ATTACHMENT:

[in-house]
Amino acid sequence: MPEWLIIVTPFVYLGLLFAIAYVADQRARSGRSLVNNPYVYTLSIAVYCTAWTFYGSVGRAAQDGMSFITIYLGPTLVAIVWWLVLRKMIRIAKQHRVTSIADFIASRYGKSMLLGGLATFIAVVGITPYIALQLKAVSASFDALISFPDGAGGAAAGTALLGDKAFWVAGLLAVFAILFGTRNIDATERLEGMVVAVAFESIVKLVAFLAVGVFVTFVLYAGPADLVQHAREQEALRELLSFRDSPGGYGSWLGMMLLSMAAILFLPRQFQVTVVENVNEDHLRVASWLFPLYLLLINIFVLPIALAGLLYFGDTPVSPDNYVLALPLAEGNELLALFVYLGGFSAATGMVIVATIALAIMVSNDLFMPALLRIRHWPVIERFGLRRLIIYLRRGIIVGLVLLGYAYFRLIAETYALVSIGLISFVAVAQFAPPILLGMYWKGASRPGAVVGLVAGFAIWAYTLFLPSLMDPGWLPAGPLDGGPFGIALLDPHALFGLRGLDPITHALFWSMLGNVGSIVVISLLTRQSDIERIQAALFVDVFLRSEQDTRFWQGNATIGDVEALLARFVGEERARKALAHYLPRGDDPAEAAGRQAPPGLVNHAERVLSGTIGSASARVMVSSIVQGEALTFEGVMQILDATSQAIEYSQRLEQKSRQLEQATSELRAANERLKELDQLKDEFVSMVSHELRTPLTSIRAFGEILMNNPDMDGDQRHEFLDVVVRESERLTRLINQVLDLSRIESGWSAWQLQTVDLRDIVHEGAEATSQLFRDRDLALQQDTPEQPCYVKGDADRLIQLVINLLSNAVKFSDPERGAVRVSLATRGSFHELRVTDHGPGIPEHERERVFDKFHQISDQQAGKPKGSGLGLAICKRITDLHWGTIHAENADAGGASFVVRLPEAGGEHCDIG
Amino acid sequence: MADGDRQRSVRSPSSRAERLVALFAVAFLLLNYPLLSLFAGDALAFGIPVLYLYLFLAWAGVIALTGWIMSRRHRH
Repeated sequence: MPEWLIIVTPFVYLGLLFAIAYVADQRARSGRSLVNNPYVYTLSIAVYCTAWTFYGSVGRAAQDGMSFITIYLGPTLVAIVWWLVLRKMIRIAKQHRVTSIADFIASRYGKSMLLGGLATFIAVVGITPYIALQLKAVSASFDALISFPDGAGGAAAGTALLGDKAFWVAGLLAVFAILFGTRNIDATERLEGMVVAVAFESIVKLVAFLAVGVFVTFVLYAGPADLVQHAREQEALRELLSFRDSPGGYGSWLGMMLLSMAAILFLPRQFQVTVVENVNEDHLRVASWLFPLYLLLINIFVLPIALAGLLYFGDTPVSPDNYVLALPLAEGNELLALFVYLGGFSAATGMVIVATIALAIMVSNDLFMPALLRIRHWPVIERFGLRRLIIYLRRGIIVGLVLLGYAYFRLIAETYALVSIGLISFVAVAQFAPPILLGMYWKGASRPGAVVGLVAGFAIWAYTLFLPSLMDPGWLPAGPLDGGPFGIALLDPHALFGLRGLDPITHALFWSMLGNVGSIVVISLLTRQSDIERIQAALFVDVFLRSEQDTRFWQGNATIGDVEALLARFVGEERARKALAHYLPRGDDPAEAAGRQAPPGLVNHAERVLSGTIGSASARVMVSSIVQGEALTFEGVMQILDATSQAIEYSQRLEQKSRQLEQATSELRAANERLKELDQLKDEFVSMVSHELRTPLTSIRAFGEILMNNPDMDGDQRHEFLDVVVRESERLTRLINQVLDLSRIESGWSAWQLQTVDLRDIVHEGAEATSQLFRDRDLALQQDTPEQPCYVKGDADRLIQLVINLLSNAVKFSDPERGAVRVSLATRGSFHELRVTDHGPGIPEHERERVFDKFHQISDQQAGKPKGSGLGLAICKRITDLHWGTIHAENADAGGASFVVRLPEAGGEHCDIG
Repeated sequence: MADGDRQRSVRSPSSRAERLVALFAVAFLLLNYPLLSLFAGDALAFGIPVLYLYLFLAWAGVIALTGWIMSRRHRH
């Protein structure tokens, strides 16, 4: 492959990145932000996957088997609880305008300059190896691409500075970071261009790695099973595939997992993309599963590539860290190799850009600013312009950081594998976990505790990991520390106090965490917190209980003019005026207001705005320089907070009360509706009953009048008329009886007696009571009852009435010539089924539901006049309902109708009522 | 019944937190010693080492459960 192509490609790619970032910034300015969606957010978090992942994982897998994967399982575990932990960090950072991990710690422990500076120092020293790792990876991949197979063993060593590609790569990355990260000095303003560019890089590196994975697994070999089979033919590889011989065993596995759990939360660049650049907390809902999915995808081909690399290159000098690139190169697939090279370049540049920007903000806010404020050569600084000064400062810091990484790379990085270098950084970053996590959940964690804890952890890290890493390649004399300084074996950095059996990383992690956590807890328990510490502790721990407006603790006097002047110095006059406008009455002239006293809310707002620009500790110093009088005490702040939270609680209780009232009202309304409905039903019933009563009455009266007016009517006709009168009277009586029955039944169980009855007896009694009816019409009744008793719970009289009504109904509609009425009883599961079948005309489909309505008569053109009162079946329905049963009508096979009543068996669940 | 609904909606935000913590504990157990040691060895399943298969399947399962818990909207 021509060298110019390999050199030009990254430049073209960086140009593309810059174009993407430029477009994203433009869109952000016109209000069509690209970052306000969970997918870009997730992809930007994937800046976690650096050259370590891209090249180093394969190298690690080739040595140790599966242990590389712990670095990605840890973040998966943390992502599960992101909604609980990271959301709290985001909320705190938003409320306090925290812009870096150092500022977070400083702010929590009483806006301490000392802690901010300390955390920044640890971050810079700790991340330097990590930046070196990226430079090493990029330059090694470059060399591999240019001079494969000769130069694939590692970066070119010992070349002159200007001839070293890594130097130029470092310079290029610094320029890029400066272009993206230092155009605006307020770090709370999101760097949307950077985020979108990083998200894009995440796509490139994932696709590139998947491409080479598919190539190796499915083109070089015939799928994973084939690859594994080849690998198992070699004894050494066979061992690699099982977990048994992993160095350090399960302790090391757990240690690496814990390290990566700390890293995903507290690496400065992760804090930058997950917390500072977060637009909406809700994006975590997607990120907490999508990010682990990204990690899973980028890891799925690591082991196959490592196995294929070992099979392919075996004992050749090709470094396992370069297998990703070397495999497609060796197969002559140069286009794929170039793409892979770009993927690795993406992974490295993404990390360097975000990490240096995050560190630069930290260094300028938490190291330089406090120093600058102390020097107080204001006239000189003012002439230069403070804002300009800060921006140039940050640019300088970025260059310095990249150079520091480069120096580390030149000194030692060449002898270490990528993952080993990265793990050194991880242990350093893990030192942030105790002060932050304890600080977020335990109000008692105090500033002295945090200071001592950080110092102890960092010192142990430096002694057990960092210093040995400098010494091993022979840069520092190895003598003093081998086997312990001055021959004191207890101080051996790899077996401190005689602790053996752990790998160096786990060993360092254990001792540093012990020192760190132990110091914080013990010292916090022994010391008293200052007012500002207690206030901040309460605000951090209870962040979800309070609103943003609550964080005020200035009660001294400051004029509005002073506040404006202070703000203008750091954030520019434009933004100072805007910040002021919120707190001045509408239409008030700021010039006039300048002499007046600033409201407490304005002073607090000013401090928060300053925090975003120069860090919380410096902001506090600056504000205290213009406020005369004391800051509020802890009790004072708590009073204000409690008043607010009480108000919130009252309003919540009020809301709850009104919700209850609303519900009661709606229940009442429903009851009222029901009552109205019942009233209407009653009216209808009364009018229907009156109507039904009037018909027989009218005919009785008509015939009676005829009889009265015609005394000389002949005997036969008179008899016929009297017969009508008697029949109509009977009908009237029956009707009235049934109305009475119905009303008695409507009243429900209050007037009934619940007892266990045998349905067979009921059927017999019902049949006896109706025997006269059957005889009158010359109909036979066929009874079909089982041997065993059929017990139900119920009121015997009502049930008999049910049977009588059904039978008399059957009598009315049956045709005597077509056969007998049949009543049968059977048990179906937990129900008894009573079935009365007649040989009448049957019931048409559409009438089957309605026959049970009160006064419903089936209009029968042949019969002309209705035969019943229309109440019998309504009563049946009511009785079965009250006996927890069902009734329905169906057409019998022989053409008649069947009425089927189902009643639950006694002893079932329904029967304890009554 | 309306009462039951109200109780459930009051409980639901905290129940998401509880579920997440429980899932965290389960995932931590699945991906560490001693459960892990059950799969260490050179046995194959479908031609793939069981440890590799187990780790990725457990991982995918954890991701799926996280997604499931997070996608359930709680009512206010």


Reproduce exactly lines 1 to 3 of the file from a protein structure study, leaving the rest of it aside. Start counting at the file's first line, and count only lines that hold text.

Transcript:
[in-house]
Amino acid sequence: MPEWLIIVTPFVYLGLLFAIAYVADQRARSGRSLVNNPYVYTLSIAVYCTAWTFYGSVGRAAQDGMSFITIYLGPTLVAIVWWLVLRKMIRIAKQHRVTSIADFIASRYGKSMLLGGLATFIAVVGITPYIALQLKAVSASFDALISFPDGAGGAAAGTALLGDKAFWVAGLLAVFAILFGTRNIDATERLEGMVVAVAFESIVKLVAFLAVGVFVTFVLYAGPADLVQHAREQEALRELLSFRDSPGGYGSWLGMMLLSMAAILFLPRQFQVTVVENVNEDHLRVASWLFPLYLLLINIFVLPIALAGLLYFGDTPVSPDNYVLALPLAEGNELLALFVYLGGFSAATGMVIVATIALAIMVSNDLFMPALLRIRHWPVIERFGLRRLIIYLRRGIIVGLVLLGYAYFRLIAETYALVSIGLISFVAVAQFAPPILLGMYWKGASRPGAVVGLVAGFAIWAYTLFLPSLMDPGWLPAGPLDGGPFGIALLDPHALFGLRGLDPITHALFWSMLGNVGSIVVISLLTRQSDIERIQAALFVDVFLRSEQDTRFWQGNATIGDVEALLARFVGEERARKALAHYLPRGDDPAEAAGRQAPPGLVNHAERVLSGTIGSASARVMVSSIVQGEALTFEGVMQILDATSQAIEYSQRLEQKSRQLEQATSELRAANERLKELDQLKDEFVSMVSHELRTPLTSIRAFGEILMNNPDMDGDQRHEFLDVVVRESERLTRLINQVLDLSRIESGWSAWQLQTVDLRDIVHEGAEATSQLFRDRDLALQQDTPEQPCYVKGDADRLIQLVINLLSNAVKFSDPERGAVRVSLATRGSFHELRVTDHGPGIPEHERERVFDKFHQISDQQAGKPKGSGLGLAICKRITDLHWGTIHAENADAGGASFVVRLPEAGGEHCDIG
Amino acid sequence: MADGDRQRSVRSPSSRAERLVALFAVAFLLLNYPLLSLFAGDALAFGIPVLYLYLFLAWAGVIALTGWIMSRRHRH